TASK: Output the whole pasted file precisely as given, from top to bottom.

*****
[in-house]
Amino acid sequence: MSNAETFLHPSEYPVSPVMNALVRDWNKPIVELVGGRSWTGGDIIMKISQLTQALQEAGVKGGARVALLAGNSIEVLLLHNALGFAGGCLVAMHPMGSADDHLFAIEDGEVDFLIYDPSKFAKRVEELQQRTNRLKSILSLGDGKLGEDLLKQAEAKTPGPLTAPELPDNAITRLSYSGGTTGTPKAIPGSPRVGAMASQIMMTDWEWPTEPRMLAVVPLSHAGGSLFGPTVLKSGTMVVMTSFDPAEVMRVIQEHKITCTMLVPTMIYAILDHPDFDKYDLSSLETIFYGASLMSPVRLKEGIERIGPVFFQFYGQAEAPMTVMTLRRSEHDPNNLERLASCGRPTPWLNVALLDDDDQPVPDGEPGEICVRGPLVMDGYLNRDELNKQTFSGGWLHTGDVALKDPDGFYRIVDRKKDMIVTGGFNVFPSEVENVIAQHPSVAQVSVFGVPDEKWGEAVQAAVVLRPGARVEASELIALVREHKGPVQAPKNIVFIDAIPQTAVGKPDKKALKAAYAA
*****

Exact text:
[in-house]
Amino acid sequence: MSNAETFLHPSEYPVSPVMNALVRDWNKPIVELVGGRSWTGGDIIMKISQLTQALQEAGVKGGARVALLAGNSIEVLLLHNALGFAGGCLVAMHPMGSADDHLFAIEDGEVDFLIYDPSKFAKRVEELQQRTNRLKSILSLGDGKLGEDLLKQAEAKTPGPLTAPELPDNAITRLSYSGGTTGTPKAIPGSPRVGAMASQIMMTDWEWPTEPRMLAVVPLSHAGGSLFGPTVLKSGTMVVMTSFDPAEVMRVIQEHKITCTMLVPTMIYAILDHPDFDKYDLSSLETIFYGASLMSPVRLKEGIERIGPVFFQFYGQAEAPMTVMTLRRSEHDPNNLERLASCGRPTPWLNVALLDDDDQPVPDGEPGEICVRGPLVMDGYLNRDELNKQTFSGGWLHTGDVALKDPDGFYRIVDRKKDMIVTGGFNVFPSEVENVIAQHPSVAQVSVFGVPDEKWGEAVQAAVVLRPGARVEASELIALVREHKGPVQAPKNIVFIDAIPQTAVGKPDKKALKAAYAA